Bartlett is also the Policy Counsel for the Institute for Policy Innovation, a free-market “think tank” dedicated to promoting lower taxes, fewer regulations, and a smaller, less-intrusive federal government. IPI currently focuses on tax cuts, long-term tax reform, educational choice, high-tech and Internet issues, and the rollback of harmful and counterproductive regulations.
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The Federal Communications Commission just released its plan to restore internet freedom, which will bring back the historical light-touch framework that for twenty years instilled regulatory certainty and propelled over a trillion dollars in investments in better broadband services for consumers. Those investments surged even when the broader economy was limping along, even enabling economic productivity across the economy. During the Obama administration, this pro-consumer, pro-investment approach was interrupted by the imposition of the so-called “Open Internet Order,” a dramatic move to regulate the internet with Title II rules in the same archaic way as the monopoly-era rotary phone system. Such regulation harmed consumers as investment decreased and innovation waned.
Eliminating the Title II rules will reverse this troubling trend. Instead of that heavy-handed regulation, the open internet should be preserved. This change will ensure consumers have unfettered access to internet content and services. Service providers will also then have the freedom to manage their networks appropriately, so that speed and service quality can be maintained for consumers as online traffic continues to dramatically increase. And, as importantly, given that the internet is by its very nature interstate, the Commission should take action to implement a national policy framework for internet services to ensure uniformity across the country.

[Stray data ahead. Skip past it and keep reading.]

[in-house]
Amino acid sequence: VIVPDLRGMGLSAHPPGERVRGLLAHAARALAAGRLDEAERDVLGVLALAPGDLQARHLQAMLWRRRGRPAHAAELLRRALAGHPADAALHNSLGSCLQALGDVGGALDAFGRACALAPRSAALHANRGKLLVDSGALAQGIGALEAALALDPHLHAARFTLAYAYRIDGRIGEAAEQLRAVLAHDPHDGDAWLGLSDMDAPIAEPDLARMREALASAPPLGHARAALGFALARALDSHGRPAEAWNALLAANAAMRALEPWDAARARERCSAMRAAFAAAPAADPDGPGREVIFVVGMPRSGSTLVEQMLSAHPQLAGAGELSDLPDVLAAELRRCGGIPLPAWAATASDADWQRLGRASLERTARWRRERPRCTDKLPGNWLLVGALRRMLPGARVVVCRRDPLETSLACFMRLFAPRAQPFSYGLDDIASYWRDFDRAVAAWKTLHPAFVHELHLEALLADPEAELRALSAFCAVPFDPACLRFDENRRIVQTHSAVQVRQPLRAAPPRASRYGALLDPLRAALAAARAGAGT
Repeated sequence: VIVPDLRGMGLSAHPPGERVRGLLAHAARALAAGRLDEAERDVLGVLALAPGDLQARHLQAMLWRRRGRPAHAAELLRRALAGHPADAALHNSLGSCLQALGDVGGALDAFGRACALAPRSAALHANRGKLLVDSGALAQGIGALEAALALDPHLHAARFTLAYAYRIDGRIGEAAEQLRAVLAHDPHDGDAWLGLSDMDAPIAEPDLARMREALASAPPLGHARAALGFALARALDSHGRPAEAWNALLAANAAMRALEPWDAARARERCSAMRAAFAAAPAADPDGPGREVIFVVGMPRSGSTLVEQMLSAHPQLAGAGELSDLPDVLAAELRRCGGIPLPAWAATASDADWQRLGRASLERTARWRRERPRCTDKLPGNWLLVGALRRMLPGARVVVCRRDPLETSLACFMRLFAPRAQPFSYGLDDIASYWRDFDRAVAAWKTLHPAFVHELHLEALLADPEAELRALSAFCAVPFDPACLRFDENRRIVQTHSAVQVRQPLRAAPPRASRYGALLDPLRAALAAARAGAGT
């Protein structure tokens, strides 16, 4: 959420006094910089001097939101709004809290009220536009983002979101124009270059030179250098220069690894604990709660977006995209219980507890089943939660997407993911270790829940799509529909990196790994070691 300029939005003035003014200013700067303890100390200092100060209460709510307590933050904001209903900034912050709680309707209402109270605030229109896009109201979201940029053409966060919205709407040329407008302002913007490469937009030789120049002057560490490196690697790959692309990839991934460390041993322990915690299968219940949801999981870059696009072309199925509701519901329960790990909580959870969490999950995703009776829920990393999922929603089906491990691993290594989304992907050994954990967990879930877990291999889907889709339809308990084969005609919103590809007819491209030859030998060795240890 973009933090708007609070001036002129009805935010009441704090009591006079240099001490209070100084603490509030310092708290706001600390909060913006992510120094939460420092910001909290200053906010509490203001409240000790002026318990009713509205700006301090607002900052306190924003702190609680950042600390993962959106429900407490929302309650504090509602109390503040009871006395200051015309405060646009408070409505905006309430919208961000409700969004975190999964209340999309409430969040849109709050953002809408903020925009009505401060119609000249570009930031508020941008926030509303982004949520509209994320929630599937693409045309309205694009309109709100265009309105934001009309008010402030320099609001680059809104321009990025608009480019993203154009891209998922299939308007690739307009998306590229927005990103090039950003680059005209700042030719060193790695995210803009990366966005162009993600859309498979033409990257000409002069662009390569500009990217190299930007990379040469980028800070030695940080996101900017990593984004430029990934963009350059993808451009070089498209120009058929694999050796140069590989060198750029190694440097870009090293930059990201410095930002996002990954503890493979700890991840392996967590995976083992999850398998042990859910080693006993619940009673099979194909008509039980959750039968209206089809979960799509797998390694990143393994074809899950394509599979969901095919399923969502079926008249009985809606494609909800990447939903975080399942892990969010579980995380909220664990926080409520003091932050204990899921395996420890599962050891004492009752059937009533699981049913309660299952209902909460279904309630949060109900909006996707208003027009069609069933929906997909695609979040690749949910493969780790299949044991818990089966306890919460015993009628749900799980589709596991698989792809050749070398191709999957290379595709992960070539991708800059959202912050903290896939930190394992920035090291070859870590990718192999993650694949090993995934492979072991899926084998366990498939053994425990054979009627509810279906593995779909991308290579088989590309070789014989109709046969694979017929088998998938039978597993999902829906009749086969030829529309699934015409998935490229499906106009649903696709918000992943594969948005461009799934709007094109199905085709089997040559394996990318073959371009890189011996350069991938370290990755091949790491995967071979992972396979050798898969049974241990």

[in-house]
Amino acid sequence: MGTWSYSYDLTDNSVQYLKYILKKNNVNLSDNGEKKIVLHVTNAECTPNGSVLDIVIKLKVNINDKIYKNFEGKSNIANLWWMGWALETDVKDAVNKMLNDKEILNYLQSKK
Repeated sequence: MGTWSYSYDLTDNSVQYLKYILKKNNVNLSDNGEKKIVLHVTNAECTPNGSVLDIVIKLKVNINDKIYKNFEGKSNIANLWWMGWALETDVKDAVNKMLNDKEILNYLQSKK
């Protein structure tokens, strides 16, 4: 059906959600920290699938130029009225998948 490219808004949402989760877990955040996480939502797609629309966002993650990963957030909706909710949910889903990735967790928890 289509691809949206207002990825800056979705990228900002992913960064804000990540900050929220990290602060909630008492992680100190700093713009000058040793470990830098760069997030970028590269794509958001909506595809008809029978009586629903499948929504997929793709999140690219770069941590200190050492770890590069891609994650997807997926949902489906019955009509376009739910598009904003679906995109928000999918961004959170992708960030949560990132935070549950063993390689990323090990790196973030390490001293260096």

By design, only through the power of the states was a federal government formed. State control is paramount. However, there is also a clear role for the federal government as the founding fathers envisioned. One such role is to govern interstate commerce with the power provided by the Commerce Clause in the Constitution.
Perhaps nothing is more interstate in its very nature than the internet, a system where the simplest message is broken into pieces and moved by various routes from one point to another across the country. In fact, if there is to be an interstate Commerce Clause at all, then the internet is surely where it would apply. As such, the federal government must define and maintain a uniform federal policy of light touch regulations.
Article I, Section 8, Clause 3 of the U.S. Constitution states that the United States Congress shall have power “to regulate Commerce with foreign Nations, and among the several States, and with the Indian Tribes.” The clause is intended as a means to keep overly aggressive states from imposing barriers to trade on other states and their citizens. In this case, state-specific internet regulatory schemes would lead to a decrease in investment, a downgrade in the online experience, and frustrate the goal of greater broadband deployment – the very outcomes that FCC Chairman Ajit Pai is rightfully trying to put in the rear window with his plan to restore internet freedom.
Of course, some absolutely hate the notion of the Commerce Clause, and yet it is specified clearly in the Constitution among the list of powers reserved to the legislative branch of the U.S. government. However, the concern is not unwarranted as a parade of activists has for decades tried to use the Clause as an excuse to pass sweeping legislation of nearly any sort. But true conservatives are correct in understanding that the power is legitimate as written, even while understanding its application is narrow. We know how things work out without it, the Articles of Confederation led to states balkanizing so rapidly and with such detriment that a new constitution had to be drafted.
Without clear FCC action to implement a national framework, the states are poised to carve up the internet into a series of systems, each regulated in its own way, ultimately creating a patchwork quilt that is antithetical to the very nature of the interest we understand. That would make the hard fought victory of rolling back Title II short lived. Plus, this radical uncertainty is the bane of investment and particularly of short and long-term capital expenditure.
The FCC must act to instill the certainty, the permanence of supportive and clear public policy. Doing so will ensure the continued expansion of the internet and its transformative societal benefits to all Americans.
[Originally Published at Morning Consult]